City of Middletown v. Ferguson

Decision Date23 July 1986
Docket NumberNo. 85-996,85-996
Citation495 N.E.2d 380,25 Ohio St.3d 71,25 OBR 125
Parties, 25 O.B.R. 125 CITY OF MIDDLETOWN, Appellee, v. FERGUSON, Auditor, et al.; Sticklen et al., Appellants.
CourtOhio Supreme Court

This cause concerns a dispute arising from the Manchester Road project in the city of Middletown ("city"), appellee herein. As early as 1963, the city first considered the widening and improvement of Manchester Road as part of its master plan for development. The city intended to upgrade the road from two lanes to a four-lane divided highway. Appellants herein are abutting property owners who opposed the Manchester Road project.

In 1975, the Ohio-Kentucky-Indiana Regional Counsel of Governments, an organization responsible for distributing federal highway improvement funds, resolved that federal monies would be allocated to improve Manchester Road.

The city's next step was to pass the necessary legislation. In May 1977, the city commissioners passed emergency Resolution No. R77-19, officially instructing the administration to proceed with the Manchester Road project. Detailed plans for the road improvement project were drawn up and presented to the Ohio Department of Transportation ("ODOT"), which acted as contracting authority for the actual work and served as a conduit for federal funds.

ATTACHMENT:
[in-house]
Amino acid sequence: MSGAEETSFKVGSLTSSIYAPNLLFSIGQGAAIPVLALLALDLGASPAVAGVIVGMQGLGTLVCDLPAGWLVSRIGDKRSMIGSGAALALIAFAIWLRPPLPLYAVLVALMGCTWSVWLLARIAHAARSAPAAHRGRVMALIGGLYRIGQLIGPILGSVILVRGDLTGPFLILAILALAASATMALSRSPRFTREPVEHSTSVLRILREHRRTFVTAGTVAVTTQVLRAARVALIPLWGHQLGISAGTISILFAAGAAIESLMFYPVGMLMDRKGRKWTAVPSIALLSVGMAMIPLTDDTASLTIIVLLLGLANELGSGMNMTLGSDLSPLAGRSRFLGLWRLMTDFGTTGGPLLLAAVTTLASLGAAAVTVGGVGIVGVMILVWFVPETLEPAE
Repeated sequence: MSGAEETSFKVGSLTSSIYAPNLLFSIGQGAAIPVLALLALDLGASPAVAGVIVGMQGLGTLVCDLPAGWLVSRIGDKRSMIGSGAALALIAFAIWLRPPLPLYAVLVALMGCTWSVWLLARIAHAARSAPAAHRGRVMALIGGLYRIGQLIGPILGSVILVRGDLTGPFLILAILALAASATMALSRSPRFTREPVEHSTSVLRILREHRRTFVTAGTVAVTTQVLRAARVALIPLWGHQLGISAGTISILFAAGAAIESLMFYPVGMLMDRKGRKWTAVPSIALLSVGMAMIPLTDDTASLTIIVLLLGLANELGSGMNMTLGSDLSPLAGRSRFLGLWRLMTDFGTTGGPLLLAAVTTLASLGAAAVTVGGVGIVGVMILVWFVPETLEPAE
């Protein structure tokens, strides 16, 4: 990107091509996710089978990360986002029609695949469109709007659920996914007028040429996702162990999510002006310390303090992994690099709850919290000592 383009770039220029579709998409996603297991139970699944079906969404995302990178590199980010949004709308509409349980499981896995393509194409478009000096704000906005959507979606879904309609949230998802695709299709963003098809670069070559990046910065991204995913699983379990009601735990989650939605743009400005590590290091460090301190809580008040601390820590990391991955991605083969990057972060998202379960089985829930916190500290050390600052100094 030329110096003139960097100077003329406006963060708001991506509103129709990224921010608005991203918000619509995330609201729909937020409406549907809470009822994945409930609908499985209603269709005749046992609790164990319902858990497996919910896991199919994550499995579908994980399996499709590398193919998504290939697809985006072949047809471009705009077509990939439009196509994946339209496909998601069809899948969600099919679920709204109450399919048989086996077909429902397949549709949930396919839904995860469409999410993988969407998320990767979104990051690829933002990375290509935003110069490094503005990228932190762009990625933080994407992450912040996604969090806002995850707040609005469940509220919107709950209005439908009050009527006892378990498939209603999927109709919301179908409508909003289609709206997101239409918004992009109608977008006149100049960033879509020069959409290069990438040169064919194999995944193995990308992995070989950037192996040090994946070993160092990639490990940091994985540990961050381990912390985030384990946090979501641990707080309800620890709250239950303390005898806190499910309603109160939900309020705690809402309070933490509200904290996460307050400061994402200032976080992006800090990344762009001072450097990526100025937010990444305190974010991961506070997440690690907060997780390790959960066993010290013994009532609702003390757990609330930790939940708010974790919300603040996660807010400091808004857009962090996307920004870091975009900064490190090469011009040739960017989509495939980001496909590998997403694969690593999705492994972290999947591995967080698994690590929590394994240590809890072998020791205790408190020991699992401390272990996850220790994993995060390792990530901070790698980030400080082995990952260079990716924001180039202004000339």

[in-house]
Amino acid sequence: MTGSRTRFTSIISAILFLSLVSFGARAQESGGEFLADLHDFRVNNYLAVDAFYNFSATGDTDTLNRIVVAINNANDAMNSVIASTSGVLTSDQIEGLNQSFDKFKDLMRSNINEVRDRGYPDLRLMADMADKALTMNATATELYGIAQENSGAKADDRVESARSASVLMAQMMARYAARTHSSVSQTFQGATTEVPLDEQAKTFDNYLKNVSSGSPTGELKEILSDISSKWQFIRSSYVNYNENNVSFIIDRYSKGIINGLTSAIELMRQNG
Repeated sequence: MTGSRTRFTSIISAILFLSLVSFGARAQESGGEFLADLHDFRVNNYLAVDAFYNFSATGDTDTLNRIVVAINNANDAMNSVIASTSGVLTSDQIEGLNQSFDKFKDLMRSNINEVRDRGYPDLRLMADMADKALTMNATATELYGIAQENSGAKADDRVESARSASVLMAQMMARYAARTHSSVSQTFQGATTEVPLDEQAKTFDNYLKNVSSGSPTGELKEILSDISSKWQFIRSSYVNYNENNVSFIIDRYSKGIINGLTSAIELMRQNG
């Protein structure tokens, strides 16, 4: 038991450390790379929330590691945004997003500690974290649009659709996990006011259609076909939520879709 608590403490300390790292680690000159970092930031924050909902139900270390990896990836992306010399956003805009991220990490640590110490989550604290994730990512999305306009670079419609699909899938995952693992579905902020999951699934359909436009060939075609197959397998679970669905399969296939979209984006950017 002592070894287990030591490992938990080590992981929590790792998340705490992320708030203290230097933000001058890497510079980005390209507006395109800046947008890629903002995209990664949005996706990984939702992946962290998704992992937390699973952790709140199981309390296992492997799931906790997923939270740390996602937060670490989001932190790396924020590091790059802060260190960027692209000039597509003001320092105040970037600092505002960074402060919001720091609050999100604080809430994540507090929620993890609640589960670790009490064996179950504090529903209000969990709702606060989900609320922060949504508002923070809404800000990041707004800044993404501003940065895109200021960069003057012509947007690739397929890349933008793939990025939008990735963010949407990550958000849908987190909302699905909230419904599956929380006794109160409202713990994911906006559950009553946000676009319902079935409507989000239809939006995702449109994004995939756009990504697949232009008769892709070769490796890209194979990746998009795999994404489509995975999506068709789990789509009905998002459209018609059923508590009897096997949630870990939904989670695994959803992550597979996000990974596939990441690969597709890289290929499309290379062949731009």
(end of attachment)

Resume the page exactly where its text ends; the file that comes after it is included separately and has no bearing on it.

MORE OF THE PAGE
ODOT did approve the project and thereafter, on May 2, 1978, the city commissioners passed emergency Ordinance No. 078-93 directing the city manager to enter into contracts with ODOT for the improvement project. The ordinance set forth the parties' contractual obligations. A certified copy of the ordinance was signed by a city representative on May 12, 1978 and by ODOT on June 2, 1978. As provided by the ordinance, the city agreed to bear the full cost of the project, less federal funds received, and to maintain the road after completion of the project. ODOT was to supervise construction of the improvement. The full text of this ordinance was published in the Middletown Journal.

At the time of passage of Ordinance No. 078-93, the estimated construction cost was $1,185,000. The city expected federal funds to cover about seventy percent of the costs of the project, while it would bear the remaining thirty percent. It has been stipulated by both parties to the instant case that "[f]rom the inception of the Project, the City planned to finance most of its share of the cost by special assessments to the benefiting owners of * * * private property bounding or abutting Manchester Road * * *."

On May 8, 1979, pursuant to the passage of Ordinance No. 079-19, two public hearings on the road improvement project were held. It is stipulated that owners of twenty-seven of the affected properties, including all of the appellants herein, attended one or another of the hearings. Appellants and other citizens expressed safety concerns about increased traffic on Manchester Road and concerns about the proposed assessments. City officials explained the assessment process and responded to the safety concerns. The city then typed Summary Minutes and Recommendations from the meetings and mailed it to all affected property owners.